“Time to go son,” Peter said hastily. He whispered to Shari the words just wait before disappearing for the car keys. She couldn’t hear him though. The only noise she heard was her daughter sniggering; and the only thing she could see were her breasts jostling obscenely.
“Gaby. Gaby. Stop this. Control yourself!”
She shrugged out of Shari’s desperate clutch to prance off the wooden porch and accept the offered wine from Joel. They looped an arm around each other and held the bottle together with a free hand. They danced on the lawn. They took sips one after the other, never breaking eye contact and snorting like partners in crime. Gaby took a swig and pushed her lips against Joel’s. Wine dripped down the corners of their mouths.
“Fuck off Mom.”
Shari had a moment where she was catapulted to the land of all the times Gaby brushed her off, snuck out of the house, and said shameful, inappropriate things. Then she saw herself slap that far-gone face.
Gaby was cradled in the grass, holding her cheek and weeping while Joel looked between them. He appeared shocked and searched all around as if trying to find the source of all the awkwardness. He backed away from the house mumbling that he was sorry. He found his way to the curb and sat. He held onto his head; his shoulders shuddered.
Shari was in her bedroom picking at the edge of a goose feather pillow. Her tendonitis was especially bothersome. It was probably caused by the tumult outdoors; the blast of the incident impaired her temporarily. She was waiting for Peter to return and she was trying to ignore the sense that a certain spot was empty, that her back was chilly because she didn’t have him behind her. The muffled sobs that came from Gaby’s bedroom had finally faded. Shari was glad for that. The moans made her anxious and induced feelings of pity she didn’t like. She listened to a favorite piano tune to fill the quiet and distract the guilt, but it failed to do much for her. She kept looking towards the closet until an invisible cord pulled her to the doors at the opposite end of the room.
In the closet, she slid the wire hangers across the bar gingerly, slowly sifting through each article of clothing faster than the last. Buried in the back she reached for a heavy work jacket that was the color of mustard. It was so worn thin she doubted it had provided her father any warmth during his last years. Shari brushed the cuffs of the sleeves ringed with dirt. The inside collar was also blackened and the label was faded. She pulled the line of the zipper down; it was missing teeth. When she opened the jacket Shari was overcome with the odor of gasoline and whiskey soaked in the threads. To stop her hands from shaking she clenched both arms; her nails could have punctured the fabric. She slipped her hand inside the inner pocket and pulled it out. The flask. It was oversized in her small palm. She didn’t know the reason for keeping a hated object that belonged to a person that she hated. It was heavy and it was empty. The glass was old and an olive hue; an upraised contour of an eagle was on the face of it. Its wings were spread. There was a strip of masking tape at the bottom that was curling at the edges. She smoothed it down with a thumb. The faded initials were etched with an unsharpened pencil.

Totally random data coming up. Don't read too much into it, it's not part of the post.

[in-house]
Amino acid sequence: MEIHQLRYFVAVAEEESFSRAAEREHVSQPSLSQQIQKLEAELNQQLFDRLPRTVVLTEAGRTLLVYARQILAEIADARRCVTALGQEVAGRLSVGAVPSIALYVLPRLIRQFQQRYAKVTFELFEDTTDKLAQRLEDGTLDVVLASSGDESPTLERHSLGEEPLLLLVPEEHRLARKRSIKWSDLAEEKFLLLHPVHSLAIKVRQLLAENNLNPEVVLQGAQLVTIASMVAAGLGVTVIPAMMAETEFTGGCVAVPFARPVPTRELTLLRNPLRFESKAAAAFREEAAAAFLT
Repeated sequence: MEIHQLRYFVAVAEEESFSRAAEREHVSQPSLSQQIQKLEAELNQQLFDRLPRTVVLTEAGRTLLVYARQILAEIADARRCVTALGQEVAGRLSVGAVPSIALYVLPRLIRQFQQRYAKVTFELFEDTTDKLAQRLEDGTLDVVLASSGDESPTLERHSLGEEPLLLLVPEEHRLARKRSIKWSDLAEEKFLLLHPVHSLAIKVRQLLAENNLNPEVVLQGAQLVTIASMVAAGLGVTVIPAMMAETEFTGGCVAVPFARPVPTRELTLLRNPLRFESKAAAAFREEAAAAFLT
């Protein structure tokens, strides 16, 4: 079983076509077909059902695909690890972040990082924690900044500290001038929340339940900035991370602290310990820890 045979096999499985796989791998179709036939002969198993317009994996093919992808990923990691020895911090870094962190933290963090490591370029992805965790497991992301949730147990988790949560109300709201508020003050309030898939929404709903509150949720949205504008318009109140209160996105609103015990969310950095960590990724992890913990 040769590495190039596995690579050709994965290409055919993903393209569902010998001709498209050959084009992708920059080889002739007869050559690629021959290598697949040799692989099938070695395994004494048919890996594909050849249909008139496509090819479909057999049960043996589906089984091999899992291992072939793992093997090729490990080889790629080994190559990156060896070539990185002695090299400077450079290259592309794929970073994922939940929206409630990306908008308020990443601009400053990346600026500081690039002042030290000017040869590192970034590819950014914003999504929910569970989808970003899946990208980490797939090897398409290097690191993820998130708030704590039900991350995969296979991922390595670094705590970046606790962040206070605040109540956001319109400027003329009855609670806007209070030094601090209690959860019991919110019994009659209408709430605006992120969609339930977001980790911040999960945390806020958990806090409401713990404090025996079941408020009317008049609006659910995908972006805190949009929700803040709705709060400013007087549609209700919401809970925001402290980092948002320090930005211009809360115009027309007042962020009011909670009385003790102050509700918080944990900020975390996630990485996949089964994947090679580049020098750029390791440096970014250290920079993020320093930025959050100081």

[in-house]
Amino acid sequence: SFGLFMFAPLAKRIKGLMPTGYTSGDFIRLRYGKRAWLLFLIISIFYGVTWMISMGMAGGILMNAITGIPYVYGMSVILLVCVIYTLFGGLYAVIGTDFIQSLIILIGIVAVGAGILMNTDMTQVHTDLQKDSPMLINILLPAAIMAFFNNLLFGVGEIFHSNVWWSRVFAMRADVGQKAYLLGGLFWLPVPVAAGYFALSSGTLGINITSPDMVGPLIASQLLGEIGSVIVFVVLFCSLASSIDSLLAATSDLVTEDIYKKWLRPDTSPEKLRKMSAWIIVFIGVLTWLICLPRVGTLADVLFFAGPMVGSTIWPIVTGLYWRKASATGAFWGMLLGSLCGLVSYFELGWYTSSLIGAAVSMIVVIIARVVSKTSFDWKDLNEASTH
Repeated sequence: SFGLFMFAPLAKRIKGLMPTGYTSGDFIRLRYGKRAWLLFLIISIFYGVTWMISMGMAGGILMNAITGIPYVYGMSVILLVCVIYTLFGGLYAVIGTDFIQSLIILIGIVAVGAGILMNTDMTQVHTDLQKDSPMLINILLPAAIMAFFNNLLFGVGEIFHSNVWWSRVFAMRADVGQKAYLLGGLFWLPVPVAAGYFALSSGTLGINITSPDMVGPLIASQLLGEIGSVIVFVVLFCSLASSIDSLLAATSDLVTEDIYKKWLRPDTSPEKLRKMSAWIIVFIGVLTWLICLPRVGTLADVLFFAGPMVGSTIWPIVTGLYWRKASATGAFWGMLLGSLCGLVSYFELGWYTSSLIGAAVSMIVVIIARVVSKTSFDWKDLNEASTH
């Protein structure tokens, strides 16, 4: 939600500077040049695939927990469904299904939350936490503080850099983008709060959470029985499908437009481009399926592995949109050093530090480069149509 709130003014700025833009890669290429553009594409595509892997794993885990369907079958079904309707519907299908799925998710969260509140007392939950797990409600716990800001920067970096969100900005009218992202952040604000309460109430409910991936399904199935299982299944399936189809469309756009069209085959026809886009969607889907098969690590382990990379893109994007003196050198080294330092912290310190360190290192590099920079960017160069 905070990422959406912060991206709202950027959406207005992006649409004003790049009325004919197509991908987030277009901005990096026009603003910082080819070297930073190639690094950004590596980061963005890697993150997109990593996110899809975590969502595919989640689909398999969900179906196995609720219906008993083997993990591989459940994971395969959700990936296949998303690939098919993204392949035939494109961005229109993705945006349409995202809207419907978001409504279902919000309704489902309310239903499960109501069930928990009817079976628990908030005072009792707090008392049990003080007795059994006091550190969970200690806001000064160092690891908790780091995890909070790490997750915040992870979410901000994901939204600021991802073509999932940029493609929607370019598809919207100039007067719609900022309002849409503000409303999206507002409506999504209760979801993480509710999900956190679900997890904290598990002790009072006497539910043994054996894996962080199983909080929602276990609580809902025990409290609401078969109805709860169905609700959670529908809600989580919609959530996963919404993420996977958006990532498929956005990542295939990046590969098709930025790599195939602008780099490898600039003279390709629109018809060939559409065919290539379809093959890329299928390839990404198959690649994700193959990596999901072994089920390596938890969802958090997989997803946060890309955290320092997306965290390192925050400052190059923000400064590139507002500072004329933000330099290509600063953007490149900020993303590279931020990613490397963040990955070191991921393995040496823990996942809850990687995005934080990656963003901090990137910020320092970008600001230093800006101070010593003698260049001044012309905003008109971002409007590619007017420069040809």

The initials belonged to a line of men in which the drink was the culprit of their doom in some way or another: Daddy included…
Gaby was moving. Shari detected the measured footsteps upstairs. She heard the rattling of the window and scraping against the shingles of the roof. From the window she saw Gaby walking across the front lawn with a backpack hanging on her shoulder. She broke into a half jog across the lawn, ducking low as if it was possible to hide herself in plain sight.
Shari turned around, leaned against the panel with arms folded and flask tucked inside. She felt the letters of her daughter’s name smoldering into the family keepsake, heating and searing.
In her mind, she recalled the only words her mother ever said of her father.
“They can’t help it. We can’t help them. And they won’t help themselves.”